Archive for the ‘Hardware Repairs’ Category

Windows 10 Repair via USB

With Windows 10 – we’ve seen a few systems where they will not boot from the recovery drive. Not the recovery partition (which in situations like this is almost never accessible), but an actual USB recovery drive. When the drive boots, it does some type of file system check on the system drive and then crashes. We’ve found systems that have file system corruption or boot record/catalog issues can often get stuck in this state. Error codes will vary, but the Recovery screen you’ll see is often like this:

Your PC/Device needs to be repaired

Recovery Screen

Pressing F1 or F8 likely will get you right back to the same screen. So you plug in your handy Win 10 recovery USB drive and…

This is what you will often see when trying to boot from the USB Recovery Drive:

Still Won’t Boot!

Your PC/Device needs to be repaired
File: \Windows\system32\winload.efi
Error Code: 0xc000000e

Thankfully there is a work around, but it’s a multi step process.

First, get into the BIOS (Pressing Esc above is a handy shortcut), and disable Secure Boot. This varies by BIOS vendor. Next, make sure Legacy/CSM Boot is enabled. This won’t always happen automatically. Save and reboot, using whatever function key gets you a boot menu. When it comes up, you’ll see the UEFI entries AND the Legacy entries. Use the Legacy boot entry for the USB Recovery Drive. Now it’ll crash again:

No Worries! F9 Will Win The Day…

Looks just like the previous error, right? But check the last option – instead of UEFI it says Press F9 to use a different operating system. Believe it or not, just press F9, and the blue Win 10 logo should appear. Now you can get into recovery mode and a command prompt to check/repair the file system.

We’ve used this process on dozens of systems. Sure – on a desktop you can just pull the drive and run repairs on it or clone it on a bench computer. But with so many laptops burying hard drives internally instead of under easy to access covers – this procedure can save you a lot of hassle. Especially for a computer that only has one bad sector that just so happened to be in a really bad place…

Don’t forget to DISABLE Legacy boot and RE-ENABLE Secure Boot when you’re done!

Dell Webcam Software Hard To Find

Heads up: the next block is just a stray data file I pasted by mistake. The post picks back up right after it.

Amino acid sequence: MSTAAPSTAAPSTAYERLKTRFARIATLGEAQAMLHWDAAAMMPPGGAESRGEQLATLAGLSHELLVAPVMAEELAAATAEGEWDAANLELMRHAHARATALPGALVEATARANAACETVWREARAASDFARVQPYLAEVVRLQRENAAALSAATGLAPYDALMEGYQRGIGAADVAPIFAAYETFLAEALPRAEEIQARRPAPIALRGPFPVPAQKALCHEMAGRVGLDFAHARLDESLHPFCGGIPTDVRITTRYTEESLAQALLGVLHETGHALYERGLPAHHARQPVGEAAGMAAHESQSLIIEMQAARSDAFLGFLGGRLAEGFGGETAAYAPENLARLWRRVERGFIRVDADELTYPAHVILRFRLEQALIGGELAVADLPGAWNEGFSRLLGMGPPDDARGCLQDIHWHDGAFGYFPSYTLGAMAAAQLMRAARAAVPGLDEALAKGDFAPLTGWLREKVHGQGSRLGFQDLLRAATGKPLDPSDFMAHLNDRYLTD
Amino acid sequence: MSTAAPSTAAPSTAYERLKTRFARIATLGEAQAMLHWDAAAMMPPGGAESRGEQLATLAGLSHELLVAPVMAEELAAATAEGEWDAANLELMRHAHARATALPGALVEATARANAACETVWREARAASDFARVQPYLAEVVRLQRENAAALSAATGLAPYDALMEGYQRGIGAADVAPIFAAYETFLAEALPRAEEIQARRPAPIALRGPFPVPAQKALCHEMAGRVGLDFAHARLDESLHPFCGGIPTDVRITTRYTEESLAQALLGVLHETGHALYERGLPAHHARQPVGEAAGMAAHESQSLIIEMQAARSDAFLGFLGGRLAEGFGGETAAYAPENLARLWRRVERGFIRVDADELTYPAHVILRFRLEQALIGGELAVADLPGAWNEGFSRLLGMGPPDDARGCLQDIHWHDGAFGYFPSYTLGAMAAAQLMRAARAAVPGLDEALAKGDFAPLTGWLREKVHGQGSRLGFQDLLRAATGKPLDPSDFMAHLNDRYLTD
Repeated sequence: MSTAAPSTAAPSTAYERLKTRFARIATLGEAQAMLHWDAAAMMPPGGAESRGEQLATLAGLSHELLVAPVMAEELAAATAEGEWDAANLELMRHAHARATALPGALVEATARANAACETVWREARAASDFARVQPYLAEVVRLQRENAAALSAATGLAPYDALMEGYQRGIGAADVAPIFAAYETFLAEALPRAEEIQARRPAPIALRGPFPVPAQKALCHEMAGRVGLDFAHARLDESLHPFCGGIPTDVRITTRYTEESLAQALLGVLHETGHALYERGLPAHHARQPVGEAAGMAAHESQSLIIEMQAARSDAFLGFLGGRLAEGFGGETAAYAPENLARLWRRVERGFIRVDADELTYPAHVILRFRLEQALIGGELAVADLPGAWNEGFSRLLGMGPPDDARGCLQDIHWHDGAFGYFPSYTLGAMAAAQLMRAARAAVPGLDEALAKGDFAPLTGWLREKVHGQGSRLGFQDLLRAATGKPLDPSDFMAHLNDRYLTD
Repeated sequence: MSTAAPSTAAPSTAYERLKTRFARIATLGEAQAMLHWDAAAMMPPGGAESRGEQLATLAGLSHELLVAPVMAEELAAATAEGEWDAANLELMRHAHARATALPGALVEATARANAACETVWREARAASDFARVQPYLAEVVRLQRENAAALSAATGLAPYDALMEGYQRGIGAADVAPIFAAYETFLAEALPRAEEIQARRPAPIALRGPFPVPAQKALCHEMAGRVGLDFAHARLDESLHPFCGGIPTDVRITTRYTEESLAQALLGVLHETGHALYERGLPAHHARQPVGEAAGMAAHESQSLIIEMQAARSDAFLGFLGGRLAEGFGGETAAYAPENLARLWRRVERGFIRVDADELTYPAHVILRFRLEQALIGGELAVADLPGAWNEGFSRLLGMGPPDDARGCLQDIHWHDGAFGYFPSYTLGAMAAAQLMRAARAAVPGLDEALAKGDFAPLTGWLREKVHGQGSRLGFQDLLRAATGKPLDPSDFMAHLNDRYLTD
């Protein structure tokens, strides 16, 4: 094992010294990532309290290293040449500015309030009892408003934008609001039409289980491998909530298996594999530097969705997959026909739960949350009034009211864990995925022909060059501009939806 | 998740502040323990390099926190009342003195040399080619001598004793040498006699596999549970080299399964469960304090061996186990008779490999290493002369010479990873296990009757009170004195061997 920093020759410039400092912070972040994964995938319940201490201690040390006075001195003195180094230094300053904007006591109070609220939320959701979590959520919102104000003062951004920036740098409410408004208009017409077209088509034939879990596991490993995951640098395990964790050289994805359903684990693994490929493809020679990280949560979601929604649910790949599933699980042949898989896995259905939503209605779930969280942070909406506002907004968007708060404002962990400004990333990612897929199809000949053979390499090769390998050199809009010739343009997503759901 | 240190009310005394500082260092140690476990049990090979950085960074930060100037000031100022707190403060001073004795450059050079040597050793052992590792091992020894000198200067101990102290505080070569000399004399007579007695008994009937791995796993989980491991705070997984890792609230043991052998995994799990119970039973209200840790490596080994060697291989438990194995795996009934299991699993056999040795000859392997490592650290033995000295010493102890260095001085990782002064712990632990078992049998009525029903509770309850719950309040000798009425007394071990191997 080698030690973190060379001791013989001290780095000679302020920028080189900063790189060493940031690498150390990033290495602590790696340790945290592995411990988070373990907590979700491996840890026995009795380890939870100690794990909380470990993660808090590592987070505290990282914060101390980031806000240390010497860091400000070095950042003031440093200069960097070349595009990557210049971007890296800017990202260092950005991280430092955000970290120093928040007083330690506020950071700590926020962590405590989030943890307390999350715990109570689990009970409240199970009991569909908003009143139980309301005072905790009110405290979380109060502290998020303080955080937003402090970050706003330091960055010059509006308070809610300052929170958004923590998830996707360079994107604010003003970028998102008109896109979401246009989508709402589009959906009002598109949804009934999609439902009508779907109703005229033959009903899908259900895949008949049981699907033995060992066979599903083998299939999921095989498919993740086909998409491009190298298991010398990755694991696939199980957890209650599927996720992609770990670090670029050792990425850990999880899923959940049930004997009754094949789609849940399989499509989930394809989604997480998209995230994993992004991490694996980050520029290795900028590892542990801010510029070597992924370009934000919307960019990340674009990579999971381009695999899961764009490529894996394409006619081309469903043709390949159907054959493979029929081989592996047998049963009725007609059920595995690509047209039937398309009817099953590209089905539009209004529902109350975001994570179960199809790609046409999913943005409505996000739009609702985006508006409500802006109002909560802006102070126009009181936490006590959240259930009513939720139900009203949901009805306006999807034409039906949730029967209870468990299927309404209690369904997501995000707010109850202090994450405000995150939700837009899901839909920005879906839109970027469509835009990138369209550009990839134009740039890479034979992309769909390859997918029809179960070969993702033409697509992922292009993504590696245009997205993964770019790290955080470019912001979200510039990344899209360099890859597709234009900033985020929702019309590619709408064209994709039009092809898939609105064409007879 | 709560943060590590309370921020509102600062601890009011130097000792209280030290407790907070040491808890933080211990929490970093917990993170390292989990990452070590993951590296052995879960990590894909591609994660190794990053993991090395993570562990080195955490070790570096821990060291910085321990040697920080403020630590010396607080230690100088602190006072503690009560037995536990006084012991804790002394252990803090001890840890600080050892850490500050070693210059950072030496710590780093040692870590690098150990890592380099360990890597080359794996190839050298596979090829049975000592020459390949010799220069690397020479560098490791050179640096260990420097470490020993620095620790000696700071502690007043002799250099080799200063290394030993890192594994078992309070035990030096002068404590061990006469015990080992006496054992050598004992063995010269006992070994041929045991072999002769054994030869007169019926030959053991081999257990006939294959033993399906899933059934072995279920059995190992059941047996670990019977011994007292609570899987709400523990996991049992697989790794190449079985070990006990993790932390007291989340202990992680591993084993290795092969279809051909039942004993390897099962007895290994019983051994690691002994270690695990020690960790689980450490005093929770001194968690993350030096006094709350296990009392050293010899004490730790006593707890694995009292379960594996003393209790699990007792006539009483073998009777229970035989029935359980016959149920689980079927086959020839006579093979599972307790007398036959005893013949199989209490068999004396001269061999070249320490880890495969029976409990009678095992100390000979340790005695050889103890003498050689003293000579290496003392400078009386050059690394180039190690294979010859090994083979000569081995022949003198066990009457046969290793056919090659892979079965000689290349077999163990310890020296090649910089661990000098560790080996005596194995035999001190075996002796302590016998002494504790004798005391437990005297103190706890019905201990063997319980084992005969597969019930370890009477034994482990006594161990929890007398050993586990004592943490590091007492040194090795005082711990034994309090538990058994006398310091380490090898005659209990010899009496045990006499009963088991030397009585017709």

In servicing a variety of Dell laptops and desktops – I’ve found more than once that the driver page for a given model does not contain the Webcam driver and associated Webcam Central software (from Creative). I don’t know if this is a licensing thing with Creative or just oversight.


I had a system that showed the ‘Integrated Webcam’ as installed and working, but no video app could access it. In searching for a suitable driver, I came across very few options. One that intrigued me was this one:

Dell SX2210WFP Monitor Webcam Application

But I wasn’t repairing a monitor – this was an All-In-One (but often was also a laptop). I finally got tired of looking and not wanting to install something that would make things worse (since not ALL Dell webcam enabled computers use the same software), I initiated an online chat with Dell.

Instead of just sending me a link, the agent started up a slick repair utility she uploaded called Click 2 Fix +. After doing an ‘Uninstall’ for the Integrated Webcam and restart, she used the Webcam Repair tool in C2F. It ran through the paces and, sure enough, downloaded??? The SX2210WFP Monitor Webcam Package. It ran the installer (which updated Webcam Central and also kicked off a Creative Labs update check.) and voila! The camera worked again. Oddly – the driver (this was Windows 8.1 x64) is still the built in Microsoft driver that was there before. So I guess the issue was in the other software or it just needed a reinstall. But now I know how to update/reinstall the Webcam Central stuff!

Again – not all Dell’s use the same Webcam software – but if yours uses the version from Creative Labs… This might do the trick if you can’t find the install package.